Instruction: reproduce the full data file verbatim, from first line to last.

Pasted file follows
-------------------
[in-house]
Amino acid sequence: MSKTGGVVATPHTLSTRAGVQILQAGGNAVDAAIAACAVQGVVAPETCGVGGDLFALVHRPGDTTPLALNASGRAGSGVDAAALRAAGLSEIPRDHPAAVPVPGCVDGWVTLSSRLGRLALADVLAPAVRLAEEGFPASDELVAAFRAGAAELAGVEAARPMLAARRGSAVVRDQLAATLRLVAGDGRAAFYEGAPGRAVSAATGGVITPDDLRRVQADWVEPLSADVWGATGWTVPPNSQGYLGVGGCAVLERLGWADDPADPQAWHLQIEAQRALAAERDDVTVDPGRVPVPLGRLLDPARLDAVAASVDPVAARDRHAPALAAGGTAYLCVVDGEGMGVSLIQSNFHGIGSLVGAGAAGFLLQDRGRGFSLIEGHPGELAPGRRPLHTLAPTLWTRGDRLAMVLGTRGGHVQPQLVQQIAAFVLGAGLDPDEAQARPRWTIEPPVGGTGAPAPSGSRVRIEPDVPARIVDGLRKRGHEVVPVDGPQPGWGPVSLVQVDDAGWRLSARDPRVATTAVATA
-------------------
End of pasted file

[in-house]
Amino acid sequence: MSKTGGVVATPHTLSTRAGVQILQAGGNAVDAAIAACAVQGVVAPETCGVGGDLFALVHRPGDTTPLALNASGRAGSGVDAAALRAAGLSEIPRDHPAAVPVPGCVDGWVTLSSRLGRLALADVLAPAVRLAEEGFPASDELVAAFRAGAAELAGVEAARPMLAARRGSAVVRDQLAATLRLVAGDGRAAFYEGAPGRAVSAATGGVITPDDLRRVQADWVEPLSADVWGATGWTVPPNSQGYLGVGGCAVLERLGWADDPADPQAWHLQIEAQRALAAERDDVTVDPGRVPVPLGRLLDPARLDAVAASVDPVAARDRHAPALAAGGTAYLCVVDGEGMGVSLIQSNFHGIGSLVGAGAAGFLLQDRGRGFSLIEGHPGELAPGRRPLHTLAPTLWTRGDRLAMVLGTRGGHVQPQLVQQIAAFVLGAGLDPDEAQARPRWTIEPPVGGTGAPAPSGSRVRIEPDVPARIVDGLRKRGHEVVPVDGPQPGWGPVSLVQVDDAGWRLSARDPRVATTAVATA